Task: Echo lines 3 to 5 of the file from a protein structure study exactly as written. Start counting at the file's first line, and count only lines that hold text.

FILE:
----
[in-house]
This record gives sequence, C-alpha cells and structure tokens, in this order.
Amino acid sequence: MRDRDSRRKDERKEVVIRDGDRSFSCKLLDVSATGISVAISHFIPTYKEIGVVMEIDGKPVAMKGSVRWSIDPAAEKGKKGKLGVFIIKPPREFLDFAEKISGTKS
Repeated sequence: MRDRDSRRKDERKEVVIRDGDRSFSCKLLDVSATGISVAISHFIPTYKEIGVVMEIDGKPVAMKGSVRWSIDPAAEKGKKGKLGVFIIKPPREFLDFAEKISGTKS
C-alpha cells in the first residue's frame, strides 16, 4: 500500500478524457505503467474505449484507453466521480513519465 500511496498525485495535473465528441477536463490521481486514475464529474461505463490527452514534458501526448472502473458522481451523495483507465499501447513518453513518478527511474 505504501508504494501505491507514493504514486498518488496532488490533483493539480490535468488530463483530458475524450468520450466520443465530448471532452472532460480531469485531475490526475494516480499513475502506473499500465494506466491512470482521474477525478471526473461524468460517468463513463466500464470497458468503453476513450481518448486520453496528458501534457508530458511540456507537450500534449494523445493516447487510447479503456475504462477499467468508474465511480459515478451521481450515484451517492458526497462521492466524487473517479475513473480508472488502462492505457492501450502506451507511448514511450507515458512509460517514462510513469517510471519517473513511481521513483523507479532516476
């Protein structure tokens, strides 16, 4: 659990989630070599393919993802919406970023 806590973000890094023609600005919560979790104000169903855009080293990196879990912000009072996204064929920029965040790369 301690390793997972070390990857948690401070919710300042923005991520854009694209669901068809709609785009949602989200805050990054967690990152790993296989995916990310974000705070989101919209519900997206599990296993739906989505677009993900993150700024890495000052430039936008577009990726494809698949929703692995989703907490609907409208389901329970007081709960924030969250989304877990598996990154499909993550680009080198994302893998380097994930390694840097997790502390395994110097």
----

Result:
Amino acid sequence: MRDRDSRRKDERKEVVIRDGDRSFSCKLLDVSATGISVAISHFIPTYKEIGVVMEIDGKPVAMKGSVRWSIDPAAEKGKKGKLGVFIIKPPREFLDFAEKISGTKS
Repeated sequence: MRDRDSRRKDERKEVVIRDGDRSFSCKLLDVSATGISVAISHFIPTYKEIGVVMEIDGKPVAMKGSVRWSIDPAAEKGKKGKLGVFIIKPPREFLDFAEKISGTKS
C-alpha cells in the first residue's frame, strides 16, 4: 500500500478524457505503467474505449484507453466521480513519465 500511496498525485495535473465528441477536463490521481486514475464529474461505463490527452514534458501526448472502473458522481451523495483507465499501447513518453513518478527511474 505504501508504494501505491507514493504514486498518488496532488490533483493539480490535468488530463483530458475524450468520450466520443465530448471532452472532460480531469485531475490526475494516480499513475502506473499500465494506466491512470482521474477525478471526473461524468460517468463513463466500464470497458468503453476513450481518448486520453496528458501534457508530458511540456507537450500534449494523445493516447487510447479503456475504462477499467468508474465511480459515478451521481450515484451517492458526497462521492466524487473517479475513473480508472488502462492505457492501450502506451507511448514511450507515458512509460517514462510513469517510471519517473513511481521513483523507479532516476